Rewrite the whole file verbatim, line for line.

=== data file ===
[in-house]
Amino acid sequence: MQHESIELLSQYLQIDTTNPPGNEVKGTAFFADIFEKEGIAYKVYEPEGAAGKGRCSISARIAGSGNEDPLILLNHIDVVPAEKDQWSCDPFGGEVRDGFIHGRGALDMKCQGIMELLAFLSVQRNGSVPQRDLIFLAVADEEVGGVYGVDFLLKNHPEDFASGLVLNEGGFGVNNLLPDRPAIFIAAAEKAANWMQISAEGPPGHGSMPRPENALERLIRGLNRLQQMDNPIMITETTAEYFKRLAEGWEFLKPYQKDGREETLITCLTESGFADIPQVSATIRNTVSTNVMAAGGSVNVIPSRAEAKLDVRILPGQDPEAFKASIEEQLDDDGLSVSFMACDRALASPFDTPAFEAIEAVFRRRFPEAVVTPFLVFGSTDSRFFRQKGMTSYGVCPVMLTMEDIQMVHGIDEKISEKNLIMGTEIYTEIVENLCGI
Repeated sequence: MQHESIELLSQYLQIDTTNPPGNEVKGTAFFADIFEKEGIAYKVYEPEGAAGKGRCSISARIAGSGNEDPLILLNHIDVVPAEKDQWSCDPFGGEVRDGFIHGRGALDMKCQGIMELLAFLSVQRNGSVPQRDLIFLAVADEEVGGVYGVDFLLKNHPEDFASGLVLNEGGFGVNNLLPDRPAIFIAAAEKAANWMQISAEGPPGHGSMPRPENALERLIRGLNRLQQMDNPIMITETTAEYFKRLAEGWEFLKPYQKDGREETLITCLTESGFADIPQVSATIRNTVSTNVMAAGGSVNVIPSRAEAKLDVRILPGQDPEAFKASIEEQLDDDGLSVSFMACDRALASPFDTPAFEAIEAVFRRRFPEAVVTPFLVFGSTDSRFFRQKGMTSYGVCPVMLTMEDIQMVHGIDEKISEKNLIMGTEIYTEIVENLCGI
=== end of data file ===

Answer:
[in-house]
Amino acid sequence: MQHESIELLSQYLQIDTTNPPGNEVKGTAFFADIFEKEGIAYKVYEPEGAAGKGRCSISARIAGSGNEDPLILLNHIDVVPAEKDQWSCDPFGGEVRDGFIHGRGALDMKCQGIMELLAFLSVQRNGSVPQRDLIFLAVADEEVGGVYGVDFLLKNHPEDFASGLVLNEGGFGVNNLLPDRPAIFIAAAEKAANWMQISAEGPPGHGSMPRPENALERLIRGLNRLQQMDNPIMITETTAEYFKRLAEGWEFLKPYQKDGREETLITCLTESGFADIPQVSATIRNTVSTNVMAAGGSVNVIPSRAEAKLDVRILPGQDPEAFKASIEEQLDDDGLSVSFMACDRALASPFDTPAFEAIEAVFRRRFPEAVVTPFLVFGSTDSRFFRQKGMTSYGVCPVMLTMEDIQMVHGIDEKISEKNLIMGTEIYTEIVENLCGI
Repeated sequence: MQHESIELLSQYLQIDTTNPPGNEVKGTAFFADIFEKEGIAYKVYEPEGAAGKGRCSISARIAGSGNEDPLILLNHIDVVPAEKDQWSCDPFGGEVRDGFIHGRGALDMKCQGIMELLAFLSVQRNGSVPQRDLIFLAVADEEVGGVYGVDFLLKNHPEDFASGLVLNEGGFGVNNLLPDRPAIFIAAAEKAANWMQISAEGPPGHGSMPRPENALERLIRGLNRLQQMDNPIMITETTAEYFKRLAEGWEFLKPYQKDGREETLITCLTESGFADIPQVSATIRNTVSTNVMAAGGSVNVIPSRAEAKLDVRILPGQDPEAFKASIEEQLDDDGLSVSFMACDRALASPFDTPAFEAIEAVFRRRFPEAVVTPFLVFGSTDSRFFRQKGMTSYGVCPVMLTMEDIQMVHGIDEKISEKNLIMGTEIYTEIVENLCGI